Delayed Justice as DPP grants grace period

The Director of Public Prosecution Noordin Haji has been faulted over a new directive that gives politicians reprieve after his office altered the approval of corruption files linked to any politicians and that their prosecution will only commence after the August polls.

“We don’t want to be accused of making decisions based on political leanings. As ODPP, we have a policy that in the run-up to the elections, political files will not be acted on until after the elections. This is the practice globally.” He said.

His directive comes barely a month after the EACC said it had concluded investigations into corruption allegations involving three governors.

“Most of these files have taken two, or three years to be investigated. Another three months for us to make the decision to charge cannot harm anyone.” DPP Noordin Haji

“Another three months for us to make the decision to charge cannot harm anyone.”

Recent data indicates that the conviction rate of anti-corruption cases increased to 63.16 percent as of June last year, however, the majority of Kenyans still feel that the fight against corruption has spared high-ranking senior government officials and political leaders hence, delaying their conclusion of high profile cases.

Abraham Mutai a political strategist, and governance expert while reacting to the move by the ODPP said, “Corrupt Governors will now loot their counties dry. Should we keep watch and let Kenya go down until elections are over? Where else in the world has a Prosecutor given grace period of immunity to thieves?” He further added that such move will hold the criminal justice system hostage.

Senator Okongó Omogeni adding his voice to the debate said that there is nothing in law that stops the justice system from prosecuting people holding public office other than the head of state. “I agree that we should not use the criminal justice system to persecute perceived enemies of either state or our political competitors, but I have not seen a best international practice where you say that people seeking elective post if they commit a criminal offense their prosecution should be deferred till after the elections cycle.”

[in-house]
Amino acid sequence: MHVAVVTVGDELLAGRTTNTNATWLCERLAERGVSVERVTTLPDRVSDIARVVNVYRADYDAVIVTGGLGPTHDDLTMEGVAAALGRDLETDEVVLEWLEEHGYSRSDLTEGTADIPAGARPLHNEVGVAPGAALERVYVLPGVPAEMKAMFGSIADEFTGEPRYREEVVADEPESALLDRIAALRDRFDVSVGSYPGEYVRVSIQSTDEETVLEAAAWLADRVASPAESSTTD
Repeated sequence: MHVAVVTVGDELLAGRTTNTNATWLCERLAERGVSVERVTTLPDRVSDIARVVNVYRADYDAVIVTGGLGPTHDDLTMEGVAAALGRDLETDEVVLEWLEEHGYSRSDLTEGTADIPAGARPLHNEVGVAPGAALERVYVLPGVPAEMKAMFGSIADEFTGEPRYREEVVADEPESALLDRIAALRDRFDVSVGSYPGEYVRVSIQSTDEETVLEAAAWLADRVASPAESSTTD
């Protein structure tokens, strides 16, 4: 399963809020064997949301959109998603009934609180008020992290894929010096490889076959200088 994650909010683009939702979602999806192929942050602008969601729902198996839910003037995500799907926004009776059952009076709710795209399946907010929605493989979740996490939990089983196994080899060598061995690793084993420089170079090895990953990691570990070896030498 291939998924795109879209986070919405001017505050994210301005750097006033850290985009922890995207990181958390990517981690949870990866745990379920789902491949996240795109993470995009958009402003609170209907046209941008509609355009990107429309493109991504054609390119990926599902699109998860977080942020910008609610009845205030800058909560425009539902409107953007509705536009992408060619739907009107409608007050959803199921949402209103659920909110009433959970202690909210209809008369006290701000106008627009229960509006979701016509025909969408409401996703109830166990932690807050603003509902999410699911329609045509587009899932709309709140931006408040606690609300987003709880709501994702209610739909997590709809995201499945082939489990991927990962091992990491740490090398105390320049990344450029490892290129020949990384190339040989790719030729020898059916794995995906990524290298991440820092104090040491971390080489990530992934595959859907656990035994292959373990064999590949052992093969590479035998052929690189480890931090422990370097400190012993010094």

Already a Mombasa Magistrate has postponed Malindi MP Aisha Jumwa’s Sh19m graft case to August 15 to allow her time to campaign.

With only 118 days left to the August poll, graft and crime cases are likely to increase, especially corruption, tend to occur at the county and national levels when they consider that the government is at its weakest point during an election.

“Some of the files have not reached the threshold that we require so they will be returned to EACC for further investigations and in any case, even if we were to make the decision to charge, these individuals can still run for office, they are only barred from running for an elective post if a conviction is delivered.” DPP Noordin Haji

The move to suspend the graft charges for MPs and Governors until after the polls comes amidst allegations of nepotism in a recent recruitment exercise at the Office of the Director of Public Prosecution, claims which DPP Noordin Haji has denied.

Haji had been taken to court by an activist who claimed that the shortlisted candidates held the same religious and ethnic background as him.

But in a circular dated April 6, Haji’s office clarified that the recruitment process “does not consider religion as a requirement.”

“Contrary to the recent misleading statements, the Human Resource Advisory committee adhered to the set-out criteria in shortlisting qualified candidates. The members took into consideration our national values and only shortlisted candidates who met the requirements set out in the advertisement,” his Chief of Staff Lilian Obuo said in a statement.

With all these happening in the corridors of justice, the overriding question is, what of the ordinary Kenyan?


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